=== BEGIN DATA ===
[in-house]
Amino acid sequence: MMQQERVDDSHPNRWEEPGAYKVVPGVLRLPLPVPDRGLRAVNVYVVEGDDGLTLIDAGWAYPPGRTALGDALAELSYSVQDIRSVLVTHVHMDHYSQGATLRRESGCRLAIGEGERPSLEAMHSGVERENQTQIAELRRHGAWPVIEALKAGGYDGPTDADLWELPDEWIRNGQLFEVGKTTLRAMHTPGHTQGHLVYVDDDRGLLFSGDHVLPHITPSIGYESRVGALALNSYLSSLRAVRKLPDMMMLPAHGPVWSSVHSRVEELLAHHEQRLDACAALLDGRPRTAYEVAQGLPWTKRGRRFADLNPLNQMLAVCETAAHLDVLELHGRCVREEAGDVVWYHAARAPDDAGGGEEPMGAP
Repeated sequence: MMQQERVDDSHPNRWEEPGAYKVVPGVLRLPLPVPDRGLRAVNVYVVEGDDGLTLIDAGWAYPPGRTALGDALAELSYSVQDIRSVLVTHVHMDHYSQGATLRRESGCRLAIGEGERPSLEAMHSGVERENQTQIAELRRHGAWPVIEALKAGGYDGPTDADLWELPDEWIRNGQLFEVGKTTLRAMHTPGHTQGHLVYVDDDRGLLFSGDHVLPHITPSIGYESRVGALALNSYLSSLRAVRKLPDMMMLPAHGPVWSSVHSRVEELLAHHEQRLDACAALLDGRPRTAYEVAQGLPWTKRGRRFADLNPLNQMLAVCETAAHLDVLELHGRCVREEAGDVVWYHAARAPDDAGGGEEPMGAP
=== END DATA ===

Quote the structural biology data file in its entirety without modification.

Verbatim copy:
[in-house]
Amino acid sequence: MMQQERVDDSHPNRWEEPGAYKVVPGVLRLPLPVPDRGLRAVNVYVVEGDDGLTLIDAGWAYPPGRTALGDALAELSYSVQDIRSVLVTHVHMDHYSQGATLRRESGCRLAIGEGERPSLEAMHSGVERENQTQIAELRRHGAWPVIEALKAGGYDGPTDADLWELPDEWIRNGQLFEVGKTTLRAMHTPGHTQGHLVYVDDDRGLLFSGDHVLPHITPSIGYESRVGALALNSYLSSLRAVRKLPDMMMLPAHGPVWSSVHSRVEELLAHHEQRLDACAALLDGRPRTAYEVAQGLPWTKRGRRFADLNPLNQMLAVCETAAHLDVLELHGRCVREEAGDVVWYHAARAPDDAGGGEEPMGAP
Repeated sequence: MMQQERVDDSHPNRWEEPGAYKVVPGVLRLPLPVPDRGLRAVNVYVVEGDDGLTLIDAGWAYPPGRTALGDALAELSYSVQDIRSVLVTHVHMDHYSQGATLRRESGCRLAIGEGERPSLEAMHSGVERENQTQIAELRRHGAWPVIEALKAGGYDGPTDADLWELPDEWIRNGQLFEVGKTTLRAMHTPGHTQGHLVYVDDDRGLLFSGDHVLPHITPSIGYESRVGALALNSYLSSLRAVRKLPDMMMLPAHGPVWSSVHSRVEELLAHHEQRLDACAALLDGRPRTAYEVAQGLPWTKRGRRFADLNPLNQMLAVCETAAHLDVLELHGRCVREEAGDVVWYHAARAPDDAGGGEEPMGAP